Any fan who has watched their favorite sports team relocate from their city knows the loss and heartbreak it brings. Especially when that team says goodbye for the final time at home. It is like saying goodbye to a friend, and can feel like a death.
The Expos said goodbye to the people of Montreal on October 3, 2004, after two years of ownership by Major League Baseball, leading to their move to Washington D.C.
Wind the clock forward almost ten years. The Mets and Blue Jays are playing two games at Olympic Stadium on Friday and Saturday to wrap up Spring Training. These two days in Montreal gave the city a chance to honor the 1994 team, which was the best in baseball before the strike that cancelled the rest of the season and World Series, and remember the good times before the Expos relocated.
It also brought up a reoccurring rallying cry from fans who used to cheer on the now Washington Nationals: The demand for another franchise to fill the void the old one left behind.
Cleveland, Quebec City, Winnipeg, Hartford, Seattle and Montreal. Just a couple of cities one could name off the top of their head, who over the past 20 years, lost a beloved sports team to relocation. A few have got their wish. Many still wait for that day to come.
Cleveland and Winnipeg are the lucky ones.
The most shocking had to be the Browns. A franchise that defined the National Football League in it early year, was moved by Art Modell to Baltimore after the 1995 season. Cleveland, a blue collar city that like its rust belt neighbors Buffalo and Pittsburgh, identified itself with the Browns.
The city went three season until the league gave it an expansion franchise, of course named the Cleveland Browns, and resumed football in 1999. But of all the final games played by a soon to be relocated franchise, no game had a more "funeral feel" than the final game at Cleveland Municipal Stadium.
The Winnipeg Jets saw their team relocate to Phoenix a year after the Browns moved to Baltimore. Both Winnipeg and Quebec City, who lost the Nordiques the year before, constantly campaigned to get their teams back, no matter what it took.
The people of the Manitoba got its wish when True North Sports bought the Atlanta Thrashers and moved them back to Winnipeg in 2011. Nordique fans are still waiting for their day to come.
Speaking of hockey, the Hartford Whalers were another NHL team that relocated in the mid 90s. The Whalers moved to Raleigh, were renamed the Hurricanes, but got to keep "Brass Bonanza."
The most polarizing city has to be Seattle. The Emerald City lost the Super Sonics to relocation thanks to city and state politics, which is the case for most of teams moving, and saw Kevin Durant and company move to Oklahoma City and become the Thunder.
Seattle has come close to getting an NBA team again. When the Sacramento Kings seemed to be on the move, but the owner voted down the move. The struggle continues for Sonics fans.
One of the worst things that could happen to a persons favorite sports team is them moving to another city. Events like the one we saw in Montreal over the past two days bring back memories and emotions from the fans a team like the Expos left behind a decade ago.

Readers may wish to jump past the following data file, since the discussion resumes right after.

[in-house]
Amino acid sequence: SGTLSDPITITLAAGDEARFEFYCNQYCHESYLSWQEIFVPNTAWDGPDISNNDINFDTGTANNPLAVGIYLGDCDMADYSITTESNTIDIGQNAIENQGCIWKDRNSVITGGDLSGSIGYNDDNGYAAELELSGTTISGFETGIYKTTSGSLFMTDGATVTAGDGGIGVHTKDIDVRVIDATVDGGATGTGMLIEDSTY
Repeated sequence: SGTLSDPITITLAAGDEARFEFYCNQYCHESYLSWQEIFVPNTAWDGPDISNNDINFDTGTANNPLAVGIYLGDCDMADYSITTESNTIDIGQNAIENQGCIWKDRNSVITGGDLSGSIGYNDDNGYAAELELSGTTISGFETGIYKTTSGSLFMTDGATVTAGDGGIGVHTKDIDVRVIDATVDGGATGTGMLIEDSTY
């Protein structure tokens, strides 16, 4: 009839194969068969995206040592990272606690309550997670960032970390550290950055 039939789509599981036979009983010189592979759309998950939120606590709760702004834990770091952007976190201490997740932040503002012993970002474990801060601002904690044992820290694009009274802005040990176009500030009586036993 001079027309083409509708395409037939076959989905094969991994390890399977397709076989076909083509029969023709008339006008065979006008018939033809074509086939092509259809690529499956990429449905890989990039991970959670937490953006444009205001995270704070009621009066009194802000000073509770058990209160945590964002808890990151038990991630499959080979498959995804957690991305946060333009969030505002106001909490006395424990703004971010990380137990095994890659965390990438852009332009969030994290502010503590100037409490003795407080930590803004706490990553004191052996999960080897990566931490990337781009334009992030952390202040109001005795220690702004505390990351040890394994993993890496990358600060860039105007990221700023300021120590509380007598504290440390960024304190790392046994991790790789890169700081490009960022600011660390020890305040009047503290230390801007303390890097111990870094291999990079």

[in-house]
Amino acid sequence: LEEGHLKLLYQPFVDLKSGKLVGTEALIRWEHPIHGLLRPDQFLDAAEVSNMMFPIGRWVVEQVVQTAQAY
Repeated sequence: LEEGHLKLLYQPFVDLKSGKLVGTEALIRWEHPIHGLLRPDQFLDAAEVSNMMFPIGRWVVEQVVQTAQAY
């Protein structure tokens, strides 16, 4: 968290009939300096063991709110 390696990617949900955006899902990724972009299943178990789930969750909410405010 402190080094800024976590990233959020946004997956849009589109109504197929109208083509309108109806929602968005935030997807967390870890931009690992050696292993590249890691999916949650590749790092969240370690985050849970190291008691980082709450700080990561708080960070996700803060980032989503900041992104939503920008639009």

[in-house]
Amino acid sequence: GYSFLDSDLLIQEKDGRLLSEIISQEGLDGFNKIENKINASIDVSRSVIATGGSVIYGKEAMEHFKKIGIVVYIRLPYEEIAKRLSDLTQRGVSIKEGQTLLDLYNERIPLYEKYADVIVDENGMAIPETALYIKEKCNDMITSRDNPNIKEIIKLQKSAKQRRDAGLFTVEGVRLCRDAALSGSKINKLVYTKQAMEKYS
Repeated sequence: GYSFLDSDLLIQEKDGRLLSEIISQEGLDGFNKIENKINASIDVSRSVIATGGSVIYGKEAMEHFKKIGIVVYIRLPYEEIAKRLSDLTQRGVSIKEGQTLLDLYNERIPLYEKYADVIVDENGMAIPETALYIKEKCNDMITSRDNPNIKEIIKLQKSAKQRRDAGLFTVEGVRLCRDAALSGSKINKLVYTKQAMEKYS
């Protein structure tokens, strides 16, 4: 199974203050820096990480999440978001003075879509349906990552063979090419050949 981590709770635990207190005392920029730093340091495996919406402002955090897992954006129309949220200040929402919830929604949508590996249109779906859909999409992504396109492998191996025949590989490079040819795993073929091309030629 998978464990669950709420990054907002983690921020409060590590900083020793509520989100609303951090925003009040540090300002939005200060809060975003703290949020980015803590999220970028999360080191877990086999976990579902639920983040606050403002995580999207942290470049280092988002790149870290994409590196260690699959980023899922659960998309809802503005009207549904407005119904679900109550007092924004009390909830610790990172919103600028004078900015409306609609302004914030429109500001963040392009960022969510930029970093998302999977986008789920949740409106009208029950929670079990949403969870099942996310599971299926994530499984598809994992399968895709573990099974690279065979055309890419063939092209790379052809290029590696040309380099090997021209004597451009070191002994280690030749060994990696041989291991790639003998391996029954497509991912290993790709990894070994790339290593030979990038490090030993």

There will be editorials arguing why Montreal deserves a second chance at a Major League Baseball team, and public demonstrations by fans might be held, but it's a struggle that this city and other ones like Seattle will continue to deal with for years to come.
Can baseball work again in Montreal? Well, it took over three decades for Washington D.C. to get another MLB team at the people of Montreal's expense.
The world's most famous arena is once again hosting the country's most famous conference basketball tournament. Perhaps, the former most famous basketball tournament to be more specific.
Of all the conference tournaments that happen in March, the Big East tournament has been the most noted one over the years. Taking place at Madison Square Garden, showing off some of the best talent in college basketball. The tournament has had everything. The excitement, the intensity and the atmosphere made it stand out.
From just watching the first few games in this years tournament, this current Big East conference, which is now reserved for only basketball, seems to be missing something. Something that had made this tournament in particular, different than the others.
That missing piece are the schools that went away when the old Big East split up.
The history of the conference has always centered around the names connected to the schools. In college basketball, some coaches are bigger stars than their players.
Men like Jim Boehiem, Rick Pitino and Tim Calhoun were the big names associated with the Big East. Other guys like Jamie Dixon, Bob Huggins and even Mike Brey became well-known names in college basketball over the years.
Rivalries like Syracuse-Georgetown highlighted the Big East schedule. Pittsburgh and West Virginia had their "Backyard Brawl" with Interstate 79 and just under a 90 minute drive separating them.
But all of this is gone.
Pittsburgh and Syracuse's move to the ACC was an early sign that the Big East was about to break up.
West Virginia saw the warning signs and bailed a year earlier than the Panthers and Orange for the Big 12.
Notre Dame followed Pitt and Syracuse to the ACC.
Louisville is spending a year in the ruins of what used to be a part of the Big East in football and basketball, the American Athletic Conference, before moving to the ACC in the fall.
Connecticut is stuck. Marooned on that misfit island that is the AAC with no place for their basketball program to go.
The seven Catholic schools, four of which that founded the original conference, have moved on, kept the Big East name, brought in Xavier, Creighton and Butler to fill the void the five former members left, and continue to host their tournament at Madison Square Garden. For some, it is easier to move on than it is for others.